If this challenge is too big for them then they need to move on.
Nothing good ever came from a comfort zone and I know I’m in no comfort zone at Sunderland.
Someone will turn this club around, whether it is me or the next one. I want that to be me, of course.
You can go through a career as a manager and never manage a big club. I always wanted that experience and here I am. We are bottom of the league, that’s reality. It’s still a big club, still Sunderland.
It is going to be a big challenge. I am going to need all the supporters, players, staff, everybody to come with me on this.
Sooner or later it will start turning. Then it is such a big club that when we gather momentum, it’s hard to stop.
It was, indeed, hard to stop – but as always there was a glimmer of initial hope, as after defeat away at Aston Villa, Coleman steered the team to only their second win in 19 games with a 2-1 win at Burton Albion.
A home defeat to Reading – which could be excused to some extent due to Callum McManaman’s ridiculous sending off just on half time when, instead of putting us 1-0 up, he was sent off for deliberate handball – was followed by a draw away at eventual Champions Wolves and a home win over Fulham.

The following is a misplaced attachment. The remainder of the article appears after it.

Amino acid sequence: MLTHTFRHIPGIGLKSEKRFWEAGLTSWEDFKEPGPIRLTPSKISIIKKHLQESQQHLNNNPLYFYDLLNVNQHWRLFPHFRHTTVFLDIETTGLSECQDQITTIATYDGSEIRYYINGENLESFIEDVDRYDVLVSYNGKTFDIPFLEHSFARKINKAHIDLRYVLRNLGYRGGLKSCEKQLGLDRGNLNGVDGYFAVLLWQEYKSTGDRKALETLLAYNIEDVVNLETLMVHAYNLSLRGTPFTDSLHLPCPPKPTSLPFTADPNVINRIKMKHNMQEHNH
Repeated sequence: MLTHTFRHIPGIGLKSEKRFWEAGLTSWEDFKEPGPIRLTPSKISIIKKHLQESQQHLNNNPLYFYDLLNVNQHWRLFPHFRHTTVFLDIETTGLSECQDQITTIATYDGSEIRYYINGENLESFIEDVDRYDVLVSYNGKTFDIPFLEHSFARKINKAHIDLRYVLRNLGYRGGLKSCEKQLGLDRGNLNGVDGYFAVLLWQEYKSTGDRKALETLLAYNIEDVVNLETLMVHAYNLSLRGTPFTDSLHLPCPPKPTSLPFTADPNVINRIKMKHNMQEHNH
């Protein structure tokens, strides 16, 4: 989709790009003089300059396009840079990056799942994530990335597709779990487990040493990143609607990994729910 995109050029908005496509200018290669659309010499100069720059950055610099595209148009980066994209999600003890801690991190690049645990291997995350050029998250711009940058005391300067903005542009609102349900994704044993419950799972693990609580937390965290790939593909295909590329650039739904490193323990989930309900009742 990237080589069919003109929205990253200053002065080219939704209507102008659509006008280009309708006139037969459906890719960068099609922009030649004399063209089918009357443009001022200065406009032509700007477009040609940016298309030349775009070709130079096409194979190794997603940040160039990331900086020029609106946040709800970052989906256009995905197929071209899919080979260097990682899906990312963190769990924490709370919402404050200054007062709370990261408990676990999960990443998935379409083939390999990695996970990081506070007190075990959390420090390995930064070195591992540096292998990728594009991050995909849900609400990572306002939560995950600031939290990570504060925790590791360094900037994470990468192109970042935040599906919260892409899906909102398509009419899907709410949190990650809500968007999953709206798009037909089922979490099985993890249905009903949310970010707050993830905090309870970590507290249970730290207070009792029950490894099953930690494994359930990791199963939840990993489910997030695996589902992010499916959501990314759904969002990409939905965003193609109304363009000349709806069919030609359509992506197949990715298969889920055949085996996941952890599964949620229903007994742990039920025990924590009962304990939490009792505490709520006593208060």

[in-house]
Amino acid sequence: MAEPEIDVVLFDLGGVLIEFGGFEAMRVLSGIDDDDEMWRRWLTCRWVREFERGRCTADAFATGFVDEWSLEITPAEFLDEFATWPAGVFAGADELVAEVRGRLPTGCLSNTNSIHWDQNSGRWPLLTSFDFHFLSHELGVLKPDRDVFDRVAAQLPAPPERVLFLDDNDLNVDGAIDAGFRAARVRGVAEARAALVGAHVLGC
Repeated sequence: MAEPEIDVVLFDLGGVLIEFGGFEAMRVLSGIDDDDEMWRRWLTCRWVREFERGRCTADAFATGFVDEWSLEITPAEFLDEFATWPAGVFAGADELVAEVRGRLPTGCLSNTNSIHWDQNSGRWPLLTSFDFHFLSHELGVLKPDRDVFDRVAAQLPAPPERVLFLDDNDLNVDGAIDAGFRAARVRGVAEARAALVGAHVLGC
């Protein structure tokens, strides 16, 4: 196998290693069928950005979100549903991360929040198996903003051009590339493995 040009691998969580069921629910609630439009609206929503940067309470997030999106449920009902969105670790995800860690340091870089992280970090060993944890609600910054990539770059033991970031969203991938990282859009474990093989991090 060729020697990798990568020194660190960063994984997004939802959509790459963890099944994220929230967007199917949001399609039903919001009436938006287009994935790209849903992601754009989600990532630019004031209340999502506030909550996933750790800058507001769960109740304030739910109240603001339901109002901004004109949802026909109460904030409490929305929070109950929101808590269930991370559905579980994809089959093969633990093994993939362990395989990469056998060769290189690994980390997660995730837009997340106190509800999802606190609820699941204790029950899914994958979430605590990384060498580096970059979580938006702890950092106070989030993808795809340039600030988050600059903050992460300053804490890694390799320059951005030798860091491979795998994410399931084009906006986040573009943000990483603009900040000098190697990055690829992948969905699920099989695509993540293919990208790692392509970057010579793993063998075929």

Things were looking up – a 3-0 away defeat to Boxing Day was followed by a 1-0 away win at Forest, and we were out of the relegation zone – however, Sunderland won only two of the next 20 league games for which Coleman was in charge; a home win against Hull and a ridiculous 4-1 away win at Derby.
Coleman was completely hamstrung by Ellis Short – with no budget to improve the squad and having lost loanee top scorer Lewis Grabban he was left scrambling about for loans, but in reality his signings only served to weaken the side.
Hello Lee Camp, Jake Clarke Salter and Ashley Fletcher.
As we became anchored to the foot of the Championship table, the team turned in some atrocious performances, but curiously Coleman never really got a great deal of criticism. People appreciated the enormity of the task he faced, and he had all of the characteristics of the stereotypical ‘Sunderland manager who succeeds’ – he talked the club up, he was proud to be here, he had an underlying arrogance and he’d experienced success at a higher level than SAFC – all of which combine to buy managers a decent amount of time.
Unfortunately, the reality was the team he put together for the second half of the season was turgid – and the results they got were worse – and relegation came as an inevitability.
It still came as a surprise when, in the lead-up to the season’s final game – after relegation had been confirmed – Coleman was sacked. It coincided with new owners being announced, and Coleman’s departure was presumably a straightforward cost-cutting measure.
Coleman was determined to stay and get us back up, but wasn’t given the opportunity and – bar a short spell in China – he’s stayed out of football management ever since.
In hindsight, it might have been better if he had stayed. He’s one of those managers who you feel, in the right circumstances, would have been perfect for Sunderland.